In addition to the British coats to which I have alluded, this volume will be found to include many foreign coats of arms. As to these I do not pretend to the slightest knowledge whether they are genuine or bogus. I have made no attempt to verify them, and I accept no responsibility for them. I have tried to obtain correct information, and I have done the best I could to obtain the arms of all Foreign Countries, and of the Principal Foreign Cities. For foreign arms in the volume I make no higher claim. They are merely included in the hope that they may be useful to my readers, but I do not pretend that the in- formation I give concerning them even approximates in value to the information I give as to British arms. As to these I hope and believe the details may be absolutely relied upon. As to foreign arms I merely give the information as the best I can get.

Subject to the liability — a liability I personally am painfully conscious of — of all human work to carry the risk of error, I honestly believe my book may be depended upon as to the accuracy of the details of the arms and the statements of facts as to whether the arms are or are not recorded. The Scottish and Irish ones I speak of with confidence. I searched the registers myself, and, as to the Irish Records — some of which are far from being grant books — I had the invaluable assistance of Mr G. D. Burtchaell, Athlone Pursuivant of Arms. In Ireland, where Visitations were practically never made and where the registers of Ulster's Office before the eighteenth century admittedly might be more perfect, there is a tendency of thought which admits as proof of the right to arms many things such as draft grants and the private papers of dead and gone officers of arms to fill up possible gaps. To what extent such evidences are actually proof might be questioned were it not the habitual practice of Ulster's Office to stretch the point in their favour. I don't think that any Irish coat I have included is likely to be disallowed. In Scotland there is a hard and fast line. The Register is the register, and a coat is in it, or not in it. There is no half-way house, no matter what may be the value of various other records as proof of ancient user entitling a coat to be matriculated, and not granted, to win its way into the charmed circle of authorised arms.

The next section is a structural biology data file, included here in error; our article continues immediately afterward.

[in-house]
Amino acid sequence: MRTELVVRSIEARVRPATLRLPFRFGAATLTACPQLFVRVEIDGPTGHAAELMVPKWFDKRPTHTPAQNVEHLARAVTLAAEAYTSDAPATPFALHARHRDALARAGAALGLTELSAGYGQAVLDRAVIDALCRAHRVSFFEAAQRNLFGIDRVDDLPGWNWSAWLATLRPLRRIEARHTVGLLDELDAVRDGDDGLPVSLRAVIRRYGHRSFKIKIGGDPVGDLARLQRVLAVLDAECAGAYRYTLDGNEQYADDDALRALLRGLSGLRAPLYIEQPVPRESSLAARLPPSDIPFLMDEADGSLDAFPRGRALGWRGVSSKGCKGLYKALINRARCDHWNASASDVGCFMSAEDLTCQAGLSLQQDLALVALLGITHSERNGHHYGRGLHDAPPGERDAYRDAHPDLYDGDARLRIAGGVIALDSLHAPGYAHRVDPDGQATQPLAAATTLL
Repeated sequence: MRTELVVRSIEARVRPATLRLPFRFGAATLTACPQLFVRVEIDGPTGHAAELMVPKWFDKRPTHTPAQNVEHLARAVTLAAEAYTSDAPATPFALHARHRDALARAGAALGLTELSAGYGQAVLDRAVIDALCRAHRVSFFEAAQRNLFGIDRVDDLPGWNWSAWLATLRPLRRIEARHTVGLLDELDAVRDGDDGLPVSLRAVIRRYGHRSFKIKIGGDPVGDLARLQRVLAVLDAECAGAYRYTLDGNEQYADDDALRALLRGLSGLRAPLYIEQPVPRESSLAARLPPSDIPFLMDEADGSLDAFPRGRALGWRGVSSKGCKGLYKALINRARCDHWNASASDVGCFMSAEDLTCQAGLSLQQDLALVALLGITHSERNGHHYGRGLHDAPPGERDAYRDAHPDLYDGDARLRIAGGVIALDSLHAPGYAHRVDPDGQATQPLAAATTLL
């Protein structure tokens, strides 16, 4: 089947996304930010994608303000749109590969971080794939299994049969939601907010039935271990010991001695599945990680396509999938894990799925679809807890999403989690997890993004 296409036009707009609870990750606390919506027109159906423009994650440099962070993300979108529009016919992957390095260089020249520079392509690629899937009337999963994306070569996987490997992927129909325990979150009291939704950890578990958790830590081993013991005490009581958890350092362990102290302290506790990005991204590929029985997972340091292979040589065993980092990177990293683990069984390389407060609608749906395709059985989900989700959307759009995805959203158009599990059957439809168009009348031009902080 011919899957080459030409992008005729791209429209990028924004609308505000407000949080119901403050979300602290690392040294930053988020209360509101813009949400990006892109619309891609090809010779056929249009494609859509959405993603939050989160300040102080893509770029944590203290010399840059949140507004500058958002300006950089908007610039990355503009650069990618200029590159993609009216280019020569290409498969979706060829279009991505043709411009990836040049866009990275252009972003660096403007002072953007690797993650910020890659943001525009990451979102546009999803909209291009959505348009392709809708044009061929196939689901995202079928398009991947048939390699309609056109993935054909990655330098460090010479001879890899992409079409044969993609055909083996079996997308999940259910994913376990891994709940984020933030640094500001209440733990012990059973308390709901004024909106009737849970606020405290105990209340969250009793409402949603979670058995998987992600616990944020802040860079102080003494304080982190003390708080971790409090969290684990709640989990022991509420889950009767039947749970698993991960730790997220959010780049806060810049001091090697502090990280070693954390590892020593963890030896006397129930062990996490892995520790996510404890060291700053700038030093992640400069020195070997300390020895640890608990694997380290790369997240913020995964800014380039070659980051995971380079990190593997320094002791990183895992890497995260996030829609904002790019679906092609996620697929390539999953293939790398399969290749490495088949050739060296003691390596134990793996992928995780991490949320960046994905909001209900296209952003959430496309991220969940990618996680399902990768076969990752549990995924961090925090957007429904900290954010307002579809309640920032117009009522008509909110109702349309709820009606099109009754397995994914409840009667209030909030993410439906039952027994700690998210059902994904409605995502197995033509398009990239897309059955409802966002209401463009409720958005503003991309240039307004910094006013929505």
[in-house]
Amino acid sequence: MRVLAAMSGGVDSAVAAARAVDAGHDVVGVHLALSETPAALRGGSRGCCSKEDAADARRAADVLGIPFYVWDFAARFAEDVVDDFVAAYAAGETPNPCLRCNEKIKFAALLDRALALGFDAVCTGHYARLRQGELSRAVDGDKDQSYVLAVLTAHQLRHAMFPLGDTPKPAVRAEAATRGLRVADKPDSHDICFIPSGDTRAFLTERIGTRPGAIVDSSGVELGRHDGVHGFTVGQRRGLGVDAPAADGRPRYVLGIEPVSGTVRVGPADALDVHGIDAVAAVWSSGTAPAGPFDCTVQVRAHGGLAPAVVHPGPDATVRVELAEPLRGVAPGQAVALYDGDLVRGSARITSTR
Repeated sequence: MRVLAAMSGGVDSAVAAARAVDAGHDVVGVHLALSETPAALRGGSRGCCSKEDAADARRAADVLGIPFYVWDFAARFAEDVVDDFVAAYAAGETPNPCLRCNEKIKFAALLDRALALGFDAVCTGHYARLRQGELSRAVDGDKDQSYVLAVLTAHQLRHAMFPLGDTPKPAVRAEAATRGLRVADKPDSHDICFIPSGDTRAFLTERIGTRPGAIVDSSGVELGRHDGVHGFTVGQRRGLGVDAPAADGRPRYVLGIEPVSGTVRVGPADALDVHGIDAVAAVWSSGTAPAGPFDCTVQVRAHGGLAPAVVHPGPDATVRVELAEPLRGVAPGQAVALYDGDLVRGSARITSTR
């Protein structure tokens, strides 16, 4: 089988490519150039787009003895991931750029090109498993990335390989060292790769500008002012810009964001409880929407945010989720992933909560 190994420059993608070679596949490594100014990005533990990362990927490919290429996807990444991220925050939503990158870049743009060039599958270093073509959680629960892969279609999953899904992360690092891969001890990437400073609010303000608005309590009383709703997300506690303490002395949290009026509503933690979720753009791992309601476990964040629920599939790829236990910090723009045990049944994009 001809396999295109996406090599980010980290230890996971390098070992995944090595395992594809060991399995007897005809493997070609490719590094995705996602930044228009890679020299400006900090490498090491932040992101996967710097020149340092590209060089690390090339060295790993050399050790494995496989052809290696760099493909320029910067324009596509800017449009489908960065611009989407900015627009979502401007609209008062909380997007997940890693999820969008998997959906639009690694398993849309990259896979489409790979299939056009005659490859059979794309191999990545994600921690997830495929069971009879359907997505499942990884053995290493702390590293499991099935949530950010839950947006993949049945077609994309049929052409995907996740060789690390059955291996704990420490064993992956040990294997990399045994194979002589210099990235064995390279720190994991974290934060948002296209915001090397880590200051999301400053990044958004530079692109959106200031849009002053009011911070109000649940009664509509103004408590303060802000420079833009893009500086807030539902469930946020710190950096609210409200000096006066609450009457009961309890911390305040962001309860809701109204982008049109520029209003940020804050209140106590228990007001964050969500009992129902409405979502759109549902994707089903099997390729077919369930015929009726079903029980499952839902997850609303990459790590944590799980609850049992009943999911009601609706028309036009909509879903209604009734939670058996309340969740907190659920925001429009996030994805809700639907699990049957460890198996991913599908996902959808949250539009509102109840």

With regard to the records of the College of Arms the position is this. There is a proper record by docquet or copy of grant of every coat of arms that has ever been granted by Letters Patent. I don't know exactly upon what basis of authority we find, as we do, records of most of the ancient impersonal arms in the Visitation Books. Most of the ancient City and Town arms which are genuine are to be found there, but I am bound to say that frequently the essence of the record seems to be the registration of the common seals of the Corporations rather than their arms. Where arms are recorded as arms, or where the device of the seal is plainly armorial and the tinctures are tricked, there is no difficulty, but there are one or two cases concerning which it is difficult to speak with assured certainty. The Visitation Books are official records, and a perfect record therein is, of course, conclusive admission of right. But there are of some coats of arms contemporary enrolments at the College of Arms in books which are neither grant books nor visitation books — books which are principally the painstaking work of bygone officers of arms, the records their industry created. Some, of course, can be dismissed at once as quite accurate but of no validating authority — evidence of user but not evidence of right. But there are one or two which cannot be lightly dismissed, and for that reason I would like to add the warning that I am not entirely certain as to all of the records, and though all of the coats which I state to be " recorded in the College of Arms " are so recorded, I cannot in every case in which I use the words guarantee the quality and authority and the validity of the particular book in which the record appears. Then there are a number of visitation records in which the arms without their tinctures are to be found. These are formally, I believe, held to be imperfect records. Then take such an example as the record of the arms of the Middle Temple. At the Visitation of the County of Northampton a family of the name of Temple exhibited and claimed the familiar cross and iamb. To that family the arms were disallowed, the reason entered in the Visitation Book being, " These be the arms of the Hon. Society of the Middle Temple." But there is no proper record of these arms to the Middle Temple, or of any of the arms of the Inns of Court, for the Inns of Court, not being Corporate Bodies, were not in the seventeenth century regarded as competent either to bear arms or receive a grant of arms. More recent precedents may have altered this, but in view of the facts, what is the value, as a determining factor of right or no right, of that entry in the Visitation of the County of Northampton ? I hold it is entirely negligible, but I am bound to add that a distinguished officer of arms has expressed to me the contrary opinion. I may perhaps add that this uncertainty does not arise as to personal arms. The officers of arms had powers of compulsion which they could and did apply to the individuals they summoned to attend them at the Visitations. The lists of "disclaimers" show how they did their work. I have never seen the name of a Corporate Body in the list of " disclaimers," and on that I base my belief in their exemption from compulsory appeai'ance. There has, of course, in bygone days quite as much as in modern times, been the home-made manufacture of coat-armour, but there has been an additional factor in respect of the arms of impersonal corporations. There has always been the desire to do honour to and to perpetuate the memory of the founder by the adoption of his arms. It is a highly laudable sentiment in the abstract, but in operative fact it is illegal. Suppose a School to commemorate its founder, the last Earl of X , were to style itself "The Earldom of X ." It would not be allowed a vote in the House of Lords. In the same way it would have no right to the arms of the Earl, which were probably granted by Patent with as definitely specified and as well understood a remainder as was his Peerage.